Calling the flooding "catastrophic," Gov. Charlie Crist requested an emergency disaster declaration from the federal government to defray rising debris and response costs. The White House said the Federal Emergency Management Agency was reviewing the request.
Flooding was reported in hundreds of homes in Brevard and St. Lucie counties, some by up to 5 feet of standing water. In three towns, rising waters backed up sewage systems. It wasn't immediately clear how many residents had been displaced or were stranded, but county officials reported making dozens of rescues.
"We can't even get out of our house," said Billie Dayton of Port St. Lucie, as waters lapped at her porch. "We're just hoping that it doesn't rain anymore."
The storm could dump 30 inches of rain in some areas of Florida and the National Hurricane Center said up to 22 inches had already fallen near Melbourne, just south of Cape Canaveral on the state's central Atlantic coast.
By Wednesday evening, the storm's center had moved over the Atlantic Ocean, and its winds were picking up speed.
Forecasters expected the storm to strengthen slightly before turning back toward the mainland Thursday, when it will probably hit Florida for the third time this week. But National Hurricane Center meteorologist Corey Walton said it was unlikely the storm would gain enough energy over the water to reach hurricane strength.
Current projections have the storm moving slowly to the north-northwest, possibly being downgraded to a tropical depression along the way, reports The Early Show weather anchor Dave Price. The storm is on a path that could take it into southern Georgia and Alabama as the weekend approaches.
The erratic storm first struck Monday in the Florida Keys, then veered out to sea before traversing east across the state, briefly strengthening, then stalling. For much of Wednesday, the storm barely moved, dumping inches and inches of rain over coastal central Florida.
If Fay strikes Florida again as expected, it would be just the fourth storm in recorded history to hit the peninsula with tropical storm intensity three separate times. The most recent was Hurricane Donna in 1960, said Daniel Brown, hurricane specialist at the National Hurricane Center.
At 11 p.m. Wednesday, the storm was just off Florida's east coast, about 35 miles southeast of Daytona Beach. Its maximum sustained winds were 60 mph, and it was expected to move slowly toward the northwest overnight.
In St. Lucie County an estimated 150 residents have been assisted in evacuating by boat or high-clearance vehicle, and water was 3 to 5 feet in some people's homes, Erick Gill, a county spokesman, said.
The Florida National Guard mobilized about a dozen guardsmen and some high-water vehicles to assist with damage assessment and help with evacuations.
Billy Johnson, 45, and his girlfriend walked four blocks through waist-high water to reach rescue vehicles after his Melbourne apartment was flooded with knee-high water.
"Everything I had is all underwater," he said. "You can't grab your food. You can't grab your TV... Grab what you can and go."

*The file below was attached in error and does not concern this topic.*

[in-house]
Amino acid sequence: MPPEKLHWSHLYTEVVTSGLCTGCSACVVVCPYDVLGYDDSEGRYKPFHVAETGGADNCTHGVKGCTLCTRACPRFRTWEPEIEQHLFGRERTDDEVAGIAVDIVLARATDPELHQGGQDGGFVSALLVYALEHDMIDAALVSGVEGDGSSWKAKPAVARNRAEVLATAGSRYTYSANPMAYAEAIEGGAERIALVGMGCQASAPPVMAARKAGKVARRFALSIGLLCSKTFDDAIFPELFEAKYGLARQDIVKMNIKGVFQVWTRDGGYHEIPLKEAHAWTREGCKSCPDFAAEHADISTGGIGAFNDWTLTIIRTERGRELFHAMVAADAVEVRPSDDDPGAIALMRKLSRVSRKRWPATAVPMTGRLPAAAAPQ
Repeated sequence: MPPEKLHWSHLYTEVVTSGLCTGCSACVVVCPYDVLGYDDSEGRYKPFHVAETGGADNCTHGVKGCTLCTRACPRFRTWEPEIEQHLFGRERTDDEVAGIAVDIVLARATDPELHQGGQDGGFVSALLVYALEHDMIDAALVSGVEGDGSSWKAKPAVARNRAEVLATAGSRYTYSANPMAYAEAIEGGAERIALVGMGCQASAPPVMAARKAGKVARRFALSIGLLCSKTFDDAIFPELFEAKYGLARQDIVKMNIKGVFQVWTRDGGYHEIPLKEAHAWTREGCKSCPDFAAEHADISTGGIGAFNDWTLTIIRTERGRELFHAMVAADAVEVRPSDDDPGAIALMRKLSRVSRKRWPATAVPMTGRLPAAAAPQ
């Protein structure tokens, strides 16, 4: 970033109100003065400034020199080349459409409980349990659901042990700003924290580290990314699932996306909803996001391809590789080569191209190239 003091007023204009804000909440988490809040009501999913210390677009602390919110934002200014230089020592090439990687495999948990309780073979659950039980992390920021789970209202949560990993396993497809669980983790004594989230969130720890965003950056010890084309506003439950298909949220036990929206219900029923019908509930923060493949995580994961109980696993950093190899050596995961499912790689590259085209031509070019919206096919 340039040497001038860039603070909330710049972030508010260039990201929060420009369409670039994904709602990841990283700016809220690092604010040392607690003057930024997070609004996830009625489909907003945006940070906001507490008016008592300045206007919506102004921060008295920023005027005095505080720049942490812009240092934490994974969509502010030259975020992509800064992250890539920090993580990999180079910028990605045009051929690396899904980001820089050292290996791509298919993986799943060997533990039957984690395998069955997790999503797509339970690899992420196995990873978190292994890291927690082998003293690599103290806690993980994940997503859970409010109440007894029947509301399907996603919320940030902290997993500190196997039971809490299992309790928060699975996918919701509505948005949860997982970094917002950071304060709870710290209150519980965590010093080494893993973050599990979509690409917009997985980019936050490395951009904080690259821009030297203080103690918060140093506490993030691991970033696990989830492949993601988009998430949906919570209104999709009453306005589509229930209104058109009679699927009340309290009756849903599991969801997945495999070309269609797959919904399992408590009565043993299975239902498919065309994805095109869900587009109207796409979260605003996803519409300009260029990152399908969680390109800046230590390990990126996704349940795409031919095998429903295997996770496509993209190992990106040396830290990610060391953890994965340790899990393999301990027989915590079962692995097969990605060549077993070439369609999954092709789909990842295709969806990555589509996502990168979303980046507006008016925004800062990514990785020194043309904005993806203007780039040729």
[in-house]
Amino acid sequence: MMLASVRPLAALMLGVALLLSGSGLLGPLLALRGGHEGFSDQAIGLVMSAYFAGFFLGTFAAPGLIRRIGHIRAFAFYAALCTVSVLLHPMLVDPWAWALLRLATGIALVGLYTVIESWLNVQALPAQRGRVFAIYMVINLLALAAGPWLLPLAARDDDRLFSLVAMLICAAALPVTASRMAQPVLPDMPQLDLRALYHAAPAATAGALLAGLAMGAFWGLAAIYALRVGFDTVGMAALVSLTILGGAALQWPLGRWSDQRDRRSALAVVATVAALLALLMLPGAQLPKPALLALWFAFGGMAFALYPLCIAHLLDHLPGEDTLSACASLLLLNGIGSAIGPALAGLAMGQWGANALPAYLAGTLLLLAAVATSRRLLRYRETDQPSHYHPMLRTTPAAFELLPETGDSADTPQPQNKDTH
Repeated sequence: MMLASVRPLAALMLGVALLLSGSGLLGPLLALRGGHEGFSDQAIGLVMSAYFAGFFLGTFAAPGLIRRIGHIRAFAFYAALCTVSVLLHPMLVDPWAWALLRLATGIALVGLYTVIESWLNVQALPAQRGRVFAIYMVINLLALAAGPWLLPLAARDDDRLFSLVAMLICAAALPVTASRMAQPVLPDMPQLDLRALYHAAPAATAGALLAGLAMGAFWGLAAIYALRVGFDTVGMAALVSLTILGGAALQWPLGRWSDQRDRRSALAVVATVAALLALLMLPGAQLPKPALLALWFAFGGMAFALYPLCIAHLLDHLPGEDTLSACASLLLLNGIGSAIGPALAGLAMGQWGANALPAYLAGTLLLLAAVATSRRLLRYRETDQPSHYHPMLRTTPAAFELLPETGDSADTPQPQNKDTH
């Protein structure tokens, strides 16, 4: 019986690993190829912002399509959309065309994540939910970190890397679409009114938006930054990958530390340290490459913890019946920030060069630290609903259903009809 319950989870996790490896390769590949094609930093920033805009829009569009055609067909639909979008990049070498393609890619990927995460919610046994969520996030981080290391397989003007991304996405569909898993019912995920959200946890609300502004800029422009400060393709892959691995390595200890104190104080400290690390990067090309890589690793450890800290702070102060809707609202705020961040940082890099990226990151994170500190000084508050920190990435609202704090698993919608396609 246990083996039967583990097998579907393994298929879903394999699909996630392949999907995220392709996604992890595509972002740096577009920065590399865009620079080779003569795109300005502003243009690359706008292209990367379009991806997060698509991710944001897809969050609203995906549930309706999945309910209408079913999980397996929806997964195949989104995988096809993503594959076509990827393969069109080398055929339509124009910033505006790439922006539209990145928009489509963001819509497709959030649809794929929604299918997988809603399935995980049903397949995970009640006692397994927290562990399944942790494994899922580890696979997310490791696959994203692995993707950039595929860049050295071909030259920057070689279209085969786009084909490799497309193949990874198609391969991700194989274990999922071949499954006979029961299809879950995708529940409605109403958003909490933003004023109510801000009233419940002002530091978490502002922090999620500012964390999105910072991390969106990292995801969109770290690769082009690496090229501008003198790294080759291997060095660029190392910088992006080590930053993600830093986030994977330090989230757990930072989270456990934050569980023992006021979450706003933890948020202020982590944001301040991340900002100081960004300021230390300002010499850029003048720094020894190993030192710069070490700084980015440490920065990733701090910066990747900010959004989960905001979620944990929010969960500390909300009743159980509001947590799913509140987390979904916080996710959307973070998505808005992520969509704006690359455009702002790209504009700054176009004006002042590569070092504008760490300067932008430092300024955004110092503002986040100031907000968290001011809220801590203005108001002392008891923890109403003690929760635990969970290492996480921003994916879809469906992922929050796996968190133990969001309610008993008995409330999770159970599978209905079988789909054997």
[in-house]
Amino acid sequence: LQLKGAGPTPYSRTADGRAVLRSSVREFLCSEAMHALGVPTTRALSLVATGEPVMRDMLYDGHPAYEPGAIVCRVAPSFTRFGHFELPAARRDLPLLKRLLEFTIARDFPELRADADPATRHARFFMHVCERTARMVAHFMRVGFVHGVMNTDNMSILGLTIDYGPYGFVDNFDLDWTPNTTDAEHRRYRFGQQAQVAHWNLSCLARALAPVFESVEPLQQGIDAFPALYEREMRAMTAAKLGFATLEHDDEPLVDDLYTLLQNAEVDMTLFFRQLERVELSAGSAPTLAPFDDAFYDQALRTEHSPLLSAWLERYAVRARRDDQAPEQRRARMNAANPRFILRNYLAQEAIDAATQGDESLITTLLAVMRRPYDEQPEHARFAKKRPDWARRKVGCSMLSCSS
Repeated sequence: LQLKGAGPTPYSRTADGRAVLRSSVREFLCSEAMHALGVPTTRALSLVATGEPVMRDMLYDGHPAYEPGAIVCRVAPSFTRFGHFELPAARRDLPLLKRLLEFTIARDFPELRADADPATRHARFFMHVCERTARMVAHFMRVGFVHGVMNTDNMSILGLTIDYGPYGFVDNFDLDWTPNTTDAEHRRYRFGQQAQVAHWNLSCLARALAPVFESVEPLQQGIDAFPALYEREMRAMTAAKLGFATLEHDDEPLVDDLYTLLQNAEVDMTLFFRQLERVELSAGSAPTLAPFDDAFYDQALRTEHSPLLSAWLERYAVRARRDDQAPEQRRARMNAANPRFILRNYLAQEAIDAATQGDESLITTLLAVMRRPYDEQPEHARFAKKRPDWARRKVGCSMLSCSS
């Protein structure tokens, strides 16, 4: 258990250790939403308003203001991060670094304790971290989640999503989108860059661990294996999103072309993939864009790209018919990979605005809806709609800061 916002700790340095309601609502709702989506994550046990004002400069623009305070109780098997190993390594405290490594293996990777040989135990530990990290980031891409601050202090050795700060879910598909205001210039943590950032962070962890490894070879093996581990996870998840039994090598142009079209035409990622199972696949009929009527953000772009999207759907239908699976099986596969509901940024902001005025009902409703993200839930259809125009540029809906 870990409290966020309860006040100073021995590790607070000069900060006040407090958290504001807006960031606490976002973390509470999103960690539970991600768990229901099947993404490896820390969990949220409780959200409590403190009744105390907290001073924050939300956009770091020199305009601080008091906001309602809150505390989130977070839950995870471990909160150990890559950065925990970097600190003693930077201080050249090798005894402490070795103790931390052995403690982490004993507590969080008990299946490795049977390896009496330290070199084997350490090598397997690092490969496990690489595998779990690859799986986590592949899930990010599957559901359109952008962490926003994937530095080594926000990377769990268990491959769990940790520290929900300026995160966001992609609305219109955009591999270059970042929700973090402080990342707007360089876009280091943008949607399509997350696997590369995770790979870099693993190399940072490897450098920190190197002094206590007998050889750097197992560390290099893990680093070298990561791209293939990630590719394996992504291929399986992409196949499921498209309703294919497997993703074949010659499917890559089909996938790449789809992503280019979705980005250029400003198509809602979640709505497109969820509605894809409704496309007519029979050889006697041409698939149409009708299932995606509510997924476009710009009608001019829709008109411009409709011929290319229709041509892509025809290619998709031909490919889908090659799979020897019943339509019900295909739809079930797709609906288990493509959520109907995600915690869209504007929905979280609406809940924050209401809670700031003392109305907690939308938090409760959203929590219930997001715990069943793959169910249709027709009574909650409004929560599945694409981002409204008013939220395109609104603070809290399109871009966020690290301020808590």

For many, however, it was just a major inconvenience.
Steve Grenon, 40, was sitting in the bed of his truck in front of his house. He said he'd been holed up there for two days, unable to leave with water was up to six feet deep in the street in front of him. A dodge sedan was partly submerged in front of him.
"I had no idea what it looked like out there until today," Grenon said.
Gill said hundreds of homes had been flooded, though a count was incomplete. Homes also were flooded in Brevard County, said Bob Lay, the county's emergency operations director. Floodwaters also had caused sewage to back up, affecting another 40,000 to 50,000 people in three towns.
Fay formed over the weekend in the Atlantic and was blamed for 20 deaths in the Caribbean before hitting Florida's southwest coast, where it first fell short of predictions it could be a Category 1 hurricane when it came ashore.
Though no one in Florida had been killed, some were close. Joe McMannis, 27, said he jumped into floodwaters to help three people in a submerged truck in Jensen Beach. McMannis said the driver accidentally drove into a retention pond, confusing it for a driveway.
"It pretty much came up to my ears and chin," he said. "I saw this little kid coming toward me so I grabbed him and swam him back to the shore line and went back for the other two guys."
The rain was welcome in dry Florida and Georgia cropland, but could also hurt farmers' production. Forecasters predicted parts of northern Florida could get 10 to 15 inches of rain, while southern Georgia could receive 3 to 6 inches.
"They're probably areas of the state that found the rains very beneficial," said Terence McElroy, spokesman for the Florida Department of Agriculture and Consumer Services.
But McElroy said the rain could pool around and damage citrus trees and flood pastures and hay fields. He couldn't yet quantify damage.
Before moving east, the storm flooded streets in Naples, downed trees and cut power to some 95,000 homes and businesses. Tornadoes spawned by the storm damaged 51 homes in Brevard County, southeast of Orlando, including nine homes that were totaled. In the Keys, officials estimated 25,000 tourists evacuated.
In Florida communities north of the flooding and in southeast Georgia, storm preparations included canceling school, clearing storm drains and ditches and encouraging mobile home residents to find sturdier shelter.